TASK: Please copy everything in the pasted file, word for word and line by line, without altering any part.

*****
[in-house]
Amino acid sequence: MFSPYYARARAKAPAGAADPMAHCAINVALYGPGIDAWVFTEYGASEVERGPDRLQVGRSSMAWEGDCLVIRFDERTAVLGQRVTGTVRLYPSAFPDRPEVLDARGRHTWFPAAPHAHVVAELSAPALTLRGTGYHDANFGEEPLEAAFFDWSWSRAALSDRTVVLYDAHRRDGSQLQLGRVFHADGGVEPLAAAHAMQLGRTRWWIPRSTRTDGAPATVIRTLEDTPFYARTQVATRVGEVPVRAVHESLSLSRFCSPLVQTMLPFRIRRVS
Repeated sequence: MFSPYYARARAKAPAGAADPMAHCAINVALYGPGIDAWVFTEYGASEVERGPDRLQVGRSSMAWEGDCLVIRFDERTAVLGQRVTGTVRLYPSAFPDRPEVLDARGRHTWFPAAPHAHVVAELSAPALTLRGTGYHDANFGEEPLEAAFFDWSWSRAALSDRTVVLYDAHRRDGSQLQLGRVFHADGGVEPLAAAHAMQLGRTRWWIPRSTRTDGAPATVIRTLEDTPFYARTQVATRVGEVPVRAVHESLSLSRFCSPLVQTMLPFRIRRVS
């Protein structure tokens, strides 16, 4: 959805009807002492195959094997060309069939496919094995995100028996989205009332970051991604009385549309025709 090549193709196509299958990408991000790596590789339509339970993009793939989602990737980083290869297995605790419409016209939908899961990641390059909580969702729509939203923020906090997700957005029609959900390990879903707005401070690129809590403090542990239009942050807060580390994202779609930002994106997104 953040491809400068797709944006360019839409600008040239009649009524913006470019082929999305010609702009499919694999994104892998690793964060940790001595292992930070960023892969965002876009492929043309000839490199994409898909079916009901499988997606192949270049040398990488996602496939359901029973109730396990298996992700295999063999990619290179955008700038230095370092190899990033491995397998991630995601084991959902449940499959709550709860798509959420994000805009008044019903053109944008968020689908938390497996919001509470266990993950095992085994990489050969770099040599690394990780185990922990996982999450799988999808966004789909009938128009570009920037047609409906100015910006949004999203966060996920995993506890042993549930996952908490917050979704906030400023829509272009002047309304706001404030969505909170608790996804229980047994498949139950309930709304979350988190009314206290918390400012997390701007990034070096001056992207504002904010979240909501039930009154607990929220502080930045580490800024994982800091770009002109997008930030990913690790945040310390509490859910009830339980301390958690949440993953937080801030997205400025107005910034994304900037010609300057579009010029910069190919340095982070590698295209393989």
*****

[in-house]
Amino acid sequence: MFSPYYARARAKAPAGAADPMAHCAINVALYGPGIDAWVFTEYGASEVERGPDRLQVGRSSMAWEGDCLVIRFDERTAVLGQRVTGTVRLYPSAFPDRPEVLDARGRHTWFPAAPHAHVVAELSAPALTLRGTGYHDANFGEEPLEAAFFDWSWSRAALSDRTVVLYDAHRRDGSQLQLGRVFHADGGVEPLAAAHAMQLGRTRWWIPRSTRTDGAPATVIRTLEDTPFYARTQVATRVGEVPVRAVHESLSLSRFCSPLVQTMLPFRIRRVS
Repeated sequence: MFSPYYARARAKAPAGAADPMAHCAINVALYGPGIDAWVFTEYGASEVERGPDRLQVGRSSMAWEGDCLVIRFDERTAVLGQRVTGTVRLYPSAFPDRPEVLDARGRHTWFPAAPHAHVVAELSAPALTLRGTGYHDANFGEEPLEAAFFDWSWSRAALSDRTVVLYDAHRRDGSQLQLGRVFHADGGVEPLAAAHAMQLGRTRWWIPRSTRTDGAPATVIRTLEDTPFYARTQVATRVGEVPVRAVHESLSLSRFCSPLVQTMLPFRIRRVS
């Protein structure tokens, strides 16, 4: 959805009807002492195959094997060309069939496919094995995100028996989205009332970051991604009385549309025709 090549193709196509299958990408991000790596590789339509339970993009793939989602990737980083290869297995605790419409016209939908899961990641390059909580969702729509939203923020906090997700957005029609959900390990879903707005401070690129809590403090542990239009942050807060580390994202779609930002994106997104 953040491809400068797709944006360019839409600008040239009649009524913006470019082929999305010609702009499919694999994104892998690793964060940790001595292992930070960023892969965002876009492929043309000839490199994409898909079916009901499988997606192949270049040398990488996602496939359901029973109730396990298996992700295999063999990619290179955008700038230095370092190899990033491995397998991630995601084991959902449940499959709550709860798509959420994000805009008044019903053109944008968020689908938390497996919001509470266990993950095992085994990489050969770099040599690394990780185990922990996982999450799988999808966004789909009938128009570009920037047609409906100015910006949004999203966060996920995993506890042993549930996952908490917050979704906030400023829509272009002047309304706001404030969505909170608790996804229980047994498949139950309930709304979350988190009314206290918390400012997390701007990034070096001056992207504002904010979240909501039930009154607990929220502080930045580490800024994982800091770009002109997008930030990913690790945040310390509490859910009830339980301390958690949440993953937080801030997205400025107005910034994304900037010609300057579009010029910069190919340095982070590698295209393989």